Nokia reported a 3 percent net revenue increase for its fourth quarter, to €3.6 billion (US$4 billion), compared to the same period in 2014. And for the full year 2015, the company reported a 6 percent increase in net revenue of €12.5 billion ($14.2 billion) compared to 2014.
However, Nokia CEO Rajeev Suri said in today’s earnings release, “We do expect some market headwinds in 2016 as 4G/LTE rollouts in China and some other markets start to slow. The first quarter, in particular, looks quite challenging as customers assess their capex plans in light of increasing macroeconomic uncertainty.”
On today’s conference call with analysts, Suri elaborated: “It’s the radio market within wireless that we see will be soft during during 2016.”
He said areas of anticipated growth include IP, transport, backhaul transport, video gateways, and some parts of the applications and analytics business: “Those will offset the decline, if you like, from radio, thereby the market being flattish.”
But the 2016 warning hasn’t hit Nokia’s stock, which itself is kind of flattish, trading up about 0.25 percent this morning.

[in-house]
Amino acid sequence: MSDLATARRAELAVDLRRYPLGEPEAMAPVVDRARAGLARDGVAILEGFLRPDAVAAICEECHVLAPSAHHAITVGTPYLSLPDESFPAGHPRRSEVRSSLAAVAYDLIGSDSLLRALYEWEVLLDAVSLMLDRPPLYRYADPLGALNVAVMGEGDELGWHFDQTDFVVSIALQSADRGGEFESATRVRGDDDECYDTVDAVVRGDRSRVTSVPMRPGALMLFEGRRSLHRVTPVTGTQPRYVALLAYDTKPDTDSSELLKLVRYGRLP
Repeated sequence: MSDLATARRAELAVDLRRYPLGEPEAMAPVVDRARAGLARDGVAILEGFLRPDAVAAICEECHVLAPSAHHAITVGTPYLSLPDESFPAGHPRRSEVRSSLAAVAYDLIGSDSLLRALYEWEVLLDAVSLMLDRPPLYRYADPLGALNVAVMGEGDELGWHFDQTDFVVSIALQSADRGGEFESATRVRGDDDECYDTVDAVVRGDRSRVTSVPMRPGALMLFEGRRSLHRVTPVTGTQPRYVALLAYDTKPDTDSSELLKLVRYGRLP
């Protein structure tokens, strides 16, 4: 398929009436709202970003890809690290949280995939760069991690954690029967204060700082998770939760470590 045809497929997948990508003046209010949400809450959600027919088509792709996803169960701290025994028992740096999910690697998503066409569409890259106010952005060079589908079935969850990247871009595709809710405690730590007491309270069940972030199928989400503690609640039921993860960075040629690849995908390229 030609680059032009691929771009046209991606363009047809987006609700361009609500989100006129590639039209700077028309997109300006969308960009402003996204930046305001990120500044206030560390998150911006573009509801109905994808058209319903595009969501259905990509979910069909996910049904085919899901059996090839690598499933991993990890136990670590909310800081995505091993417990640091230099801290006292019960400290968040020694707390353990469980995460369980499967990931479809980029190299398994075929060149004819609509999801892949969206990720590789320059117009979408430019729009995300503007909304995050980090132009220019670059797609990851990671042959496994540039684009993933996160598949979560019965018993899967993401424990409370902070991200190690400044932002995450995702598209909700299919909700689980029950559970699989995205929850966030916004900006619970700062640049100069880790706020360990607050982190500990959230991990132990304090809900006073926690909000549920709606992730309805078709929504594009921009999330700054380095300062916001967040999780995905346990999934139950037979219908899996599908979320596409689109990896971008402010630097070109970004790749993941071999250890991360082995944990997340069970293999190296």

Nokia reported fourth-quarter 2015 earnings per share of €0.15 (about 17 cents), an increase of 67 percent year-over-year, and full-year 2015 earnings per share of €0.36 (about 41 cents), an increase of 33 percent year-over-year.
The company did not provide any 2016 guidance in its earnings call today, saying, “Due to the very recent acquisition of Alcatel-Lucent, Nokia believes it is not appropriate to provide an annual outlook for the new combined Networks business at the present time, and intends to provide its full-year outlook in conjunction with its Q1 results.”
In January, Nokia finalized its $17 billion purchase of Alcatel-Lucent, and the company says when the dust settles, Nokia will have a total number of about 6 billion shares.
Of Alcatel-Lucent’s acquisition, Nokia is promising about €900 million in savings to be achieved by 2018 derived from cuts in overlapping products and services, particularly within the Mobile Networks business group; cuts in regional and sales organizations; reductions in overhead, particularly within manufacturing, supply-chain, real estate, and information technology; reductions in central function and public company costs; and procurement efficiencies.
In 2016, Nokia will begin separating its financial reporting under two areas: the Networks segment, which comprises the bulk of its business, and Nokia Technologies, a much smaller segment focused on licensing and the incubation of new technologies.